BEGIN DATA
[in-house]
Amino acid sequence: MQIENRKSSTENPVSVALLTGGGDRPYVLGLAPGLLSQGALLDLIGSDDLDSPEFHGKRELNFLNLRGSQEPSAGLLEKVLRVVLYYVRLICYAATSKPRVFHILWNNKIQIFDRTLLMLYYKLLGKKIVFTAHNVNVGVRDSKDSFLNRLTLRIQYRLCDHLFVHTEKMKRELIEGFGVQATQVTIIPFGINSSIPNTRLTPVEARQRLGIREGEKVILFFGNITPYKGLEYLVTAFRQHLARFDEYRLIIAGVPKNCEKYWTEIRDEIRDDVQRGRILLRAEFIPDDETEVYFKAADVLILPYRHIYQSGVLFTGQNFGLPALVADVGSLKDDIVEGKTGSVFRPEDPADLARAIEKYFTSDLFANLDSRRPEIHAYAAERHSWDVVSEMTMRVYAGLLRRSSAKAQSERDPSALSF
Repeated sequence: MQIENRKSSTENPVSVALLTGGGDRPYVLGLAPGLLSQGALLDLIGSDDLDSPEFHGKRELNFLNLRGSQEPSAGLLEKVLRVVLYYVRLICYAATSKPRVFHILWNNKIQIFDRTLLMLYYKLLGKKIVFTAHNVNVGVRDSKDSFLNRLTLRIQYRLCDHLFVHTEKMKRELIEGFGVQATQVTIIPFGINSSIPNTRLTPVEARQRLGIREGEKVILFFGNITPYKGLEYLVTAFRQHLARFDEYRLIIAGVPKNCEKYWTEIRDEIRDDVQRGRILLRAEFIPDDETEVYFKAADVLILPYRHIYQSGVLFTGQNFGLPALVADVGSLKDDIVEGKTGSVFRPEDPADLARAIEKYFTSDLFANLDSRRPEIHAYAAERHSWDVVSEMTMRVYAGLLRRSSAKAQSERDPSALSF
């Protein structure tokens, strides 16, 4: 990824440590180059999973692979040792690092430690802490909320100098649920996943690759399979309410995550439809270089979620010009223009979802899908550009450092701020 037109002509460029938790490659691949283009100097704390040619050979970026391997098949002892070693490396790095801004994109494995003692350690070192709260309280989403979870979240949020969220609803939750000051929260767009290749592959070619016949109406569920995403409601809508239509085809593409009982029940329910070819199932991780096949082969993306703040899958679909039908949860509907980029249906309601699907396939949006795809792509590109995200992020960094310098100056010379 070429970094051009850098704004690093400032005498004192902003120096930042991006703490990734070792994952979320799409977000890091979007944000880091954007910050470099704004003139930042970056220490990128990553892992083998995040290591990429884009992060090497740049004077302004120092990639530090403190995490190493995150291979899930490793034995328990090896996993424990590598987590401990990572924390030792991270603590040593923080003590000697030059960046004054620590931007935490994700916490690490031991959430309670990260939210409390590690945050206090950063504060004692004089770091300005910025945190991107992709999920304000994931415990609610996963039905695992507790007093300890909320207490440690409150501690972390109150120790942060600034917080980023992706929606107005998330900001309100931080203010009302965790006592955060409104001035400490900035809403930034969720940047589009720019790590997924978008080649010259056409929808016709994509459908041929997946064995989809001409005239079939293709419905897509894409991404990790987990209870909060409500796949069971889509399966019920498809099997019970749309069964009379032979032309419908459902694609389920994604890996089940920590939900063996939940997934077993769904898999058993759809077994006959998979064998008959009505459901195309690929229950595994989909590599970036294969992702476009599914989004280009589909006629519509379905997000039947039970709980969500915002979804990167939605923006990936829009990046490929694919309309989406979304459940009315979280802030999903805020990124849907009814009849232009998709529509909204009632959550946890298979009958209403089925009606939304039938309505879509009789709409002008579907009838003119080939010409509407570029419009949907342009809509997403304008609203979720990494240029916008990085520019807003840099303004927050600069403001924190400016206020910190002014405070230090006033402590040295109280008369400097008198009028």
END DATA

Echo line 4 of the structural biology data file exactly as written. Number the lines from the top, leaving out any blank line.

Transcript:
């Protein structure tokens, strides 16, 4: 990824440590180059999973692979040792690092430690802490909320100098649920996943690759399979309410995550439809270089979620010009223009979802899908550009450092701020 037109002509460029938790490659691949283009100097704390040619050979970026391997098949002892070693490396790095801004994109494995003692350690070192709260309280989403979870979240949020969220609803939750000051929260767009290749592959070619016949109406569920995403409601809508239509085809593409009982029940329910070819199932991780096949082969993306703040899958679909039908949860509907980029249906309601699907396939949006795809792509590109995200992020960094310098100056010379 070429970094051009850098704004690093400032005498004192902003120096930042991006703490990734070792994952979320799409977000890091979007944000880091954007910050470099704004003139930042970056220490990128990553892992083998995040290591990429884009992060090497740049004077302004120092990639530090403190995490190493995150291979899930490793034995328990090896996993424990590598987590401990990572924390030792991270603590040593923080003590000697030059960046004054620590931007935490994700916490690490031991959430309670990260939210409390590690945050206090950063504060004692004089770091300005910025945190991107992709999920304000994931415990609610996963039905695992507790007093300890909320207490440690409150501690972390109150120790942060600034917080980023992706929606107005998330900001309100931080203010009302965790006592955060409104001035400490900035809403930034969720940047589009720019790590997924978008080649010259056409929808016709994509459908041929997946064995989809001409005239079939293709419905897509894409991404990790987990209870909060409500796949069971889509399966019920498809099997019970749309069964009379032979032309419908459902694609389920994604890996089940920590939900063996939940997934077993769904898999058993759809077994006959998979064998008959009505459901195309690929229950595994989909590599970036294969992702476009599914989004280009589909006629519509379905997000039947039970709980969500915002979804990167939605923006990936829009990046490929694919309309989406979304459940009315979280802030999903805020990124849907009814009849232009998709529509909204009632959550946890298979009958209403089925009606939304039938309505879509009789709409002008579907009838003119080939010409509407570029419009949907342009809509997403304008609203979720990494240029916008990085520019807003840099303004927050600069403001924190400016206020910190002014405070230090006033402590040295109280008369400097008198009028």